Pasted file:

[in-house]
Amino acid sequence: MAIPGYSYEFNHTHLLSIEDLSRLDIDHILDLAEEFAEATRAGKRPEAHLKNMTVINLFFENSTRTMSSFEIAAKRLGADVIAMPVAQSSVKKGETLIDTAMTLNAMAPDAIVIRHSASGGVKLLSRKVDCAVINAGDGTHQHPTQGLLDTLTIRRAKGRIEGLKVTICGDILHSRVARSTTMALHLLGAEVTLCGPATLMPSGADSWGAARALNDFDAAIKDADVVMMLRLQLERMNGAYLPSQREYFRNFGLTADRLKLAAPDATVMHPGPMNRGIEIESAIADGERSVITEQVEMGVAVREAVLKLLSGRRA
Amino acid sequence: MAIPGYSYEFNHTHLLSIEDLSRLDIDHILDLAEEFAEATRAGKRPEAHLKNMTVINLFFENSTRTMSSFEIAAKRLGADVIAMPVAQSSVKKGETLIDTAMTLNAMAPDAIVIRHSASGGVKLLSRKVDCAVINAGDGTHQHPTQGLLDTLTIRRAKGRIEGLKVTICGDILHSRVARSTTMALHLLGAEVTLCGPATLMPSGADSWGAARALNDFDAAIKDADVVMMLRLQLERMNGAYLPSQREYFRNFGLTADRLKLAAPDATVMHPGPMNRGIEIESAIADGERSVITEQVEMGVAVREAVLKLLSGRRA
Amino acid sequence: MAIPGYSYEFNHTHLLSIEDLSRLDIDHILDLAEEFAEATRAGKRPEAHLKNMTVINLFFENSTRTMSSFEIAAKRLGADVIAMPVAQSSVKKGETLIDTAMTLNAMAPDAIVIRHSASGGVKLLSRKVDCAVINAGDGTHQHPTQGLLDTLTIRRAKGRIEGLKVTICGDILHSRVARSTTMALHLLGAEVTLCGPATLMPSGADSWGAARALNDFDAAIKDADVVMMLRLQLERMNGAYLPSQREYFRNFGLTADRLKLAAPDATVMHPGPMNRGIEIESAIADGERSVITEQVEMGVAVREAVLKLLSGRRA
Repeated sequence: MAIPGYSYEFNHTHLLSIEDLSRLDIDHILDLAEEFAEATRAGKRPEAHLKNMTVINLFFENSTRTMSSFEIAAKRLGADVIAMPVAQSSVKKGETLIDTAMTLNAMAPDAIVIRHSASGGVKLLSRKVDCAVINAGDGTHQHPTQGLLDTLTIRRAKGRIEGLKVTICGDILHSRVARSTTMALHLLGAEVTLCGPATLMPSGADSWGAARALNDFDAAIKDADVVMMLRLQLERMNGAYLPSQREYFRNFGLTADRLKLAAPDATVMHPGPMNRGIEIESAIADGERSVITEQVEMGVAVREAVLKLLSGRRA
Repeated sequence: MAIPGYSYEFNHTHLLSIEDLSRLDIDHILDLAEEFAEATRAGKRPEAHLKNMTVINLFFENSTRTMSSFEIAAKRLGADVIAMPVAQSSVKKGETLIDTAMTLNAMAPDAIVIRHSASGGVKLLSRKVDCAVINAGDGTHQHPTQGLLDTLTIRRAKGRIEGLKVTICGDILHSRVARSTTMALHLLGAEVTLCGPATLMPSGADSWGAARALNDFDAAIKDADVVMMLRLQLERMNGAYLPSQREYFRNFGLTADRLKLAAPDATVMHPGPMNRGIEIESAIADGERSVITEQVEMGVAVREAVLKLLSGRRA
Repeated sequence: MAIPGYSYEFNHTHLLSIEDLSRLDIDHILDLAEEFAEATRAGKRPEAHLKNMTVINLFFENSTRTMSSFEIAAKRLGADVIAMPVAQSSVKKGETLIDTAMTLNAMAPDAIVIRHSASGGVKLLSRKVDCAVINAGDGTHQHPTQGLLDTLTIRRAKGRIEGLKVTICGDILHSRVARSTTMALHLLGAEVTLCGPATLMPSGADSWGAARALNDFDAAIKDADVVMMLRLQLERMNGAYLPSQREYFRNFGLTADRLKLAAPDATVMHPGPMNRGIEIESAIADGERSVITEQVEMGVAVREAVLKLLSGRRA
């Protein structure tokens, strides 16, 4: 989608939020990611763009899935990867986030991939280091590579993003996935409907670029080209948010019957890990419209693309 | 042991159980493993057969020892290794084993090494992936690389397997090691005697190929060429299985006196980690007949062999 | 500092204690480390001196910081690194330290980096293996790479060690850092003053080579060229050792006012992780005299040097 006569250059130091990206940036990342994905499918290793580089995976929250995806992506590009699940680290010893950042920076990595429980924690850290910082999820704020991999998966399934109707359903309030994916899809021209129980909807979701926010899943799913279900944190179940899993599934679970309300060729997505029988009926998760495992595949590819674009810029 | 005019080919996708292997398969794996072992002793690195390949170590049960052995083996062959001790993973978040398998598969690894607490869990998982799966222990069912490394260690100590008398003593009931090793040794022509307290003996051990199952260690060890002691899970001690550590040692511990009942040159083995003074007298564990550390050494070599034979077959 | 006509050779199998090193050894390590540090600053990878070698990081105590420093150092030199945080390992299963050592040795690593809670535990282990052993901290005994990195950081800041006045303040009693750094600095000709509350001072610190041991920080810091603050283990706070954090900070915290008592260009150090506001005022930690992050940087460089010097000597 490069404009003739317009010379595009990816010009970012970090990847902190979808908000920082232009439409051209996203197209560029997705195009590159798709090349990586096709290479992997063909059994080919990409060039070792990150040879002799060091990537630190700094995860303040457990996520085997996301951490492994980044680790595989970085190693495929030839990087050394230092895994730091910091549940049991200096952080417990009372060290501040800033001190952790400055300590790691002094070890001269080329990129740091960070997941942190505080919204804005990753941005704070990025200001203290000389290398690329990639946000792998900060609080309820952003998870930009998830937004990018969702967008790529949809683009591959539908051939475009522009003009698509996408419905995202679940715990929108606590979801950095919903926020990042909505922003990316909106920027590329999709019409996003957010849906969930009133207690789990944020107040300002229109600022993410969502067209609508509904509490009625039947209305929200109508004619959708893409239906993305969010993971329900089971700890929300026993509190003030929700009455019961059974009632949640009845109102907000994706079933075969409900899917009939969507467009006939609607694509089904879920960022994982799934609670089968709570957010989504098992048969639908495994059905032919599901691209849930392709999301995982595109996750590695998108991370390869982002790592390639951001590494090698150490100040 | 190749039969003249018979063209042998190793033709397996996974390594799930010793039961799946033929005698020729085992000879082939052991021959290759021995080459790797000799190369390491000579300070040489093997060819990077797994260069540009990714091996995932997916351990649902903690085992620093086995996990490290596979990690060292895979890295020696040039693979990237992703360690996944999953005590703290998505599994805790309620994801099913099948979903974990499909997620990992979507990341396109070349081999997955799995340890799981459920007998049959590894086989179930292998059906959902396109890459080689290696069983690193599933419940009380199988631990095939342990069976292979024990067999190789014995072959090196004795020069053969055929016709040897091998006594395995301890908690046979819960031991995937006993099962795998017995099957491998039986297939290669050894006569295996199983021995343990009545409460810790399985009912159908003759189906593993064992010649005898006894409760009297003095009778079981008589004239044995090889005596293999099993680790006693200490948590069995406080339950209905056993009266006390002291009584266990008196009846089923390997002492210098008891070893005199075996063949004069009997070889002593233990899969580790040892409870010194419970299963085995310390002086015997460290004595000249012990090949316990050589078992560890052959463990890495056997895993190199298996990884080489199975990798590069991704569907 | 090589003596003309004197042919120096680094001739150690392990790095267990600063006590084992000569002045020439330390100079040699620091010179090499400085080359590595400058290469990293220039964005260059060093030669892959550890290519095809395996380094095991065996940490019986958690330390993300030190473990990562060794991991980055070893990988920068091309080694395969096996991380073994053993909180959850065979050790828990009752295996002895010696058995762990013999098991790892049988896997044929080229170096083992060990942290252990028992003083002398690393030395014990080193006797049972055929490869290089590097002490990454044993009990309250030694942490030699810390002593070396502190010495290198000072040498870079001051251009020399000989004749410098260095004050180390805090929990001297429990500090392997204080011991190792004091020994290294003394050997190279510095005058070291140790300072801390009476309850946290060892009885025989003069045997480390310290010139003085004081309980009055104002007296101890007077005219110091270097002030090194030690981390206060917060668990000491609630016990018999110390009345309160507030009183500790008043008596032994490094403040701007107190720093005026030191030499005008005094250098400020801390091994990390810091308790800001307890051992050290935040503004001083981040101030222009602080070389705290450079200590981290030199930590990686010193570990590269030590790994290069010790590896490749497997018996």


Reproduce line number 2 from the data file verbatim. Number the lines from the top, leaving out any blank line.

Amino acid sequence: MAIPGYSYEFNHTHLLSIEDLSRLDIDHILDLAEEFAEATRAGKRPEAHLKNMTVINLFFENSTRTMSSFEIAAKRLGADVIAMPVAQSSVKKGETLIDTAMTLNAMAPDAIVIRHSASGGVKLLSRKVDCAVINAGDGTHQHPTQGLLDTLTIRRAKGRIEGLKVTICGDILHSRVARSTTMALHLLGAEVTLCGPATLMPSGADSWGAARALNDFDAAIKDADVVMMLRLQLERMNGAYLPSQREYFRNFGLTADRLKLAAPDATVMHPGPMNRGIEIESAIADGERSVITEQVEMGVAVREAVLKLLSGRRA